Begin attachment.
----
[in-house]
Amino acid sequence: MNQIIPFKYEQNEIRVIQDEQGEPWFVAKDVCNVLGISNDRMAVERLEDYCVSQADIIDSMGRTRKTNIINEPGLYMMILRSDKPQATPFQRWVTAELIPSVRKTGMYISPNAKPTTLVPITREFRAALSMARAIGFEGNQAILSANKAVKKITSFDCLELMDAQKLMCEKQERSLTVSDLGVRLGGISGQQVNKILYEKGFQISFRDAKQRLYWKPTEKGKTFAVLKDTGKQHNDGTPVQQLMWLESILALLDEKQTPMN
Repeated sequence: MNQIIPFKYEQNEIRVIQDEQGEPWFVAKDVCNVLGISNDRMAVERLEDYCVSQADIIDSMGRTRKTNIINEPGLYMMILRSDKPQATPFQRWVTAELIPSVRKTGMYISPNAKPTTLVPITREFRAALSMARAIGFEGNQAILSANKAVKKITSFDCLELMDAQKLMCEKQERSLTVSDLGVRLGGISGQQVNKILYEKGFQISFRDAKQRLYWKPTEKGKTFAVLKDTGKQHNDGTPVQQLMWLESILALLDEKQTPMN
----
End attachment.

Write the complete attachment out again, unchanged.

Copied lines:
[in-house]
Amino acid sequence: MNQIIPFKYEQNEIRVIQDEQGEPWFVAKDVCNVLGISNDRMAVERLEDYCVSQADIIDSMGRTRKTNIINEPGLYMMILRSDKPQATPFQRWVTAELIPSVRKTGMYISPNAKPTTLVPITREFRAALSMARAIGFEGNQAILSANKAVKKITSFDCLELMDAQKLMCEKQERSLTVSDLGVRLGGISGQQVNKILYEKGFQISFRDAKQRLYWKPTEKGKTFAVLKDTGKQHNDGTPVQQLMWLESILALLDEKQTPMN
Repeated sequence: MNQIIPFKYEQNEIRVIQDEQGEPWFVAKDVCNVLGISNDRMAVERLEDYCVSQADIIDSMGRTRKTNIINEPGLYMMILRSDKPQATPFQRWVTAELIPSVRKTGMYISPNAKPTTLVPITREFRAALSMARAIGFEGNQAILSANKAVKKITSFDCLELMDAQKLMCEKQERSLTVSDLGVRLGGISGQQVNKILYEKGFQISFRDAKQRLYWKPTEKGKTFAVLKDTGKQHNDGTPVQQLMWLESILALLDEKQTPMN